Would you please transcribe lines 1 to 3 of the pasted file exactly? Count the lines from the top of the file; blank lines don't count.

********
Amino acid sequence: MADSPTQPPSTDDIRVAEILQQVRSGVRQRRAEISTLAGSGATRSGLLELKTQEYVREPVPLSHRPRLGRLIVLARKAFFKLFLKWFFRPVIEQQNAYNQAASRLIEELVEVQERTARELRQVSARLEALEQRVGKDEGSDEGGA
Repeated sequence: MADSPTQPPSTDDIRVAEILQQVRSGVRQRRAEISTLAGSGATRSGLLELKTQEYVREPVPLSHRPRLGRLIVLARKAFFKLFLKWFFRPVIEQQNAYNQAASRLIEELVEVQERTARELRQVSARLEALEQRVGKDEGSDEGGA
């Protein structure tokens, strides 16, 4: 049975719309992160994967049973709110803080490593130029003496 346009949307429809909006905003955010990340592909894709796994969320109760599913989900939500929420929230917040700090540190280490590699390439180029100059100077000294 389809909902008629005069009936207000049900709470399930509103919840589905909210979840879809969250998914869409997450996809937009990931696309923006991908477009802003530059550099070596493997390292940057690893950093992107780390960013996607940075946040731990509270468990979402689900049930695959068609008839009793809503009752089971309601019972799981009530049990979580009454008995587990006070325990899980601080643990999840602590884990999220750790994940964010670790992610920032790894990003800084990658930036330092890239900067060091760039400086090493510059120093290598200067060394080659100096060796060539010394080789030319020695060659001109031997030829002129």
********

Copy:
Amino acid sequence: MADSPTQPPSTDDIRVAEILQQVRSGVRQRRAEISTLAGSGATRSGLLELKTQEYVREPVPLSHRPRLGRLIVLARKAFFKLFLKWFFRPVIEQQNAYNQAASRLIEELVEVQERTARELRQVSARLEALEQRVGKDEGSDEGGA
Repeated sequence: MADSPTQPPSTDDIRVAEILQQVRSGVRQRRAEISTLAGSGATRSGLLELKTQEYVREPVPLSHRPRLGRLIVLARKAFFKLFLKWFFRPVIEQQNAYNQAASRLIEELVEVQERTARELRQVSARLEALEQRVGKDEGSDEGGA
């Protein structure tokens, strides 16, 4: 049975719309992160994967049973709110803080490593130029003496 346009949307429809909006905003955010990340592909894709796994969320109760599913989900939500929420929230917040700090540190280490590699390439180029100059100077000294 389809909902008629005069009936207000049900709470399930509103919840589905909210979840879809969250998914869409997450996809937009990931696309923006991908477009802003530059550099070596493997390292940057690893950093992107780390960013996607940075946040731990509270468990979402689900049930695959068609008839009793809503009752089971309601019972799981009530049990979580009454008995587990006070325990899980601080643990999840602590884990999220750790994940964010670790992610920032790894990003800084990658930036330092890239900067060091760039400086090493510059120093290598200067060394080659100096060796060539010394080789030319020695060659001109031997030829002129």